Leadership in the Ordinary

johnhowardmempegasusbridgeOn the D-Day landing and the taking of Pegasus Bridge, led by John Howard:

“There is an excellent museum and a bust commemorating John Howard, the leader of the assault on the bridge which captured its objective in just 30 minutes, with only one casualty (Lt Den Brotheridge). His memoirs are very interesting. His command unit, made up of three gliders, rehearsed the landing for almost a year. In the event, it all ran like clockwork and he had to do very little leading in the thick of it. But his testimony is that real leadership was in getting his troops ready, not necessarily in leading them over the top. Over the period of training they got bored, distracted and leadership meant keeping them going even when they didn’t feel like it and keeping fixed on the objective.

We tend to reduce leadership down to amazing moments of skill, courage and persuasion. But in fact, Leadership 101 is just as much – if not more – about the ordinary. It’s about keeping people going in the routine and ordinariness of life, with their eyes firmly fixed on the objective. We tend not to exalt such ordinary leaders as much as the gung-ho valiant warriors, but it’s every bit a part of leadership.”

Adrian Reynolds

Immanuel

wonderful“Therefore the Lord himself will give you a sign. Behold, the virgin shall conceive and bear a son, and shall call his name Immanuel.” (Isaiah 7:14)

“’Behold, the virgin shall conceive and bear a son, and they shall call his name Immanuel’ (which means, God with us).” (Matthew 1:21)

On this final day before Christmas, Christmas Eve, I wanted to focus on what is one of the most important names, and one of my favorite names in Scripture, Immanuel. This name was given to Ahaz as an assurance of God’s presence, and it is an assurance of God’s presence for us as well.

God’s promise to be with his people, to be their God, is as old as Genesis, and will stretch to the end of time, as we will see in Revelation. In fact, this promise is at the heart of all that God wants to do, as we will see throughout the Bible.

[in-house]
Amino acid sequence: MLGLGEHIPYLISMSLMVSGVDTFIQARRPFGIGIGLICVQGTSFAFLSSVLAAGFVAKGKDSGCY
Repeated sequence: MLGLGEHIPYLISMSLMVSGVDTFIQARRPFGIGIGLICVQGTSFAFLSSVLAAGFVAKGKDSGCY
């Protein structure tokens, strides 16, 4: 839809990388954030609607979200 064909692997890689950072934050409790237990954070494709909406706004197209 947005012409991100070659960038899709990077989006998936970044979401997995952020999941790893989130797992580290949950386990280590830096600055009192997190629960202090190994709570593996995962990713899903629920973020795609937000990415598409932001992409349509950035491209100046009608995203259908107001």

God’s presence with his people began in the garden, when God had close fellowship with Adam and Eve. That fellowship was broken by sin, so God established a covenant with his people. The heart of covenant in Genesis 17 is that God would be our God, and we would be his people.

The promise of God’s presence continued in the instructions for the tabernacle, when God promised to dwell among his people (Ex. 29:45). God’s presence was one of the blessing of obedience in the giving of the law. “And I will walk among you and will be your God, and you shall be my people” (Lev. 26:12).

God’s people sinned against him greatly in the time of the prophets, so God withdrew his presence from his people, as illustrated in Ezekiel 11. Through the prophets, God looks forward to the future when his dwelling place will be restored among his people (Ezek. 37:27-28; Zech. 2:10).

Paul understood that through the Holy Spirit, God can now dwell with his church corporately, and in believers individually. He quotes Leviticus 26 and Ezekiel 37 to communicate that God’s dwelling place is now with us personally. He dwells with every believer and the church in a close and intimate way.

The final goal will be our greatest joy – God’s dwelling with man! And I heard a loud voice from the throne saying, ‘Behold, the dwelling place of God is with man. He will dwell with them, and they will be his people, and God himself will be with them as their God’” (Rev. 21:3). The coming of Jesus, Immanuel, assures us that God will fulfill his promise. Rejoice in God’s presence with you today, or ask him to be with you now, if you have never humbled yourself before God.

 

Jesus

wonderfulAnd behold, you will conceive in your womb and bear a son, and you shall call his name Jesus. (Luke 1:31)

The name Jesus was given to both parents, Joseph (Matt. 1:21) and Mary (Luke 1:31), by the angel of God, who took his instructions from God. The Father named the Son. The Father had a specific purpose in this name.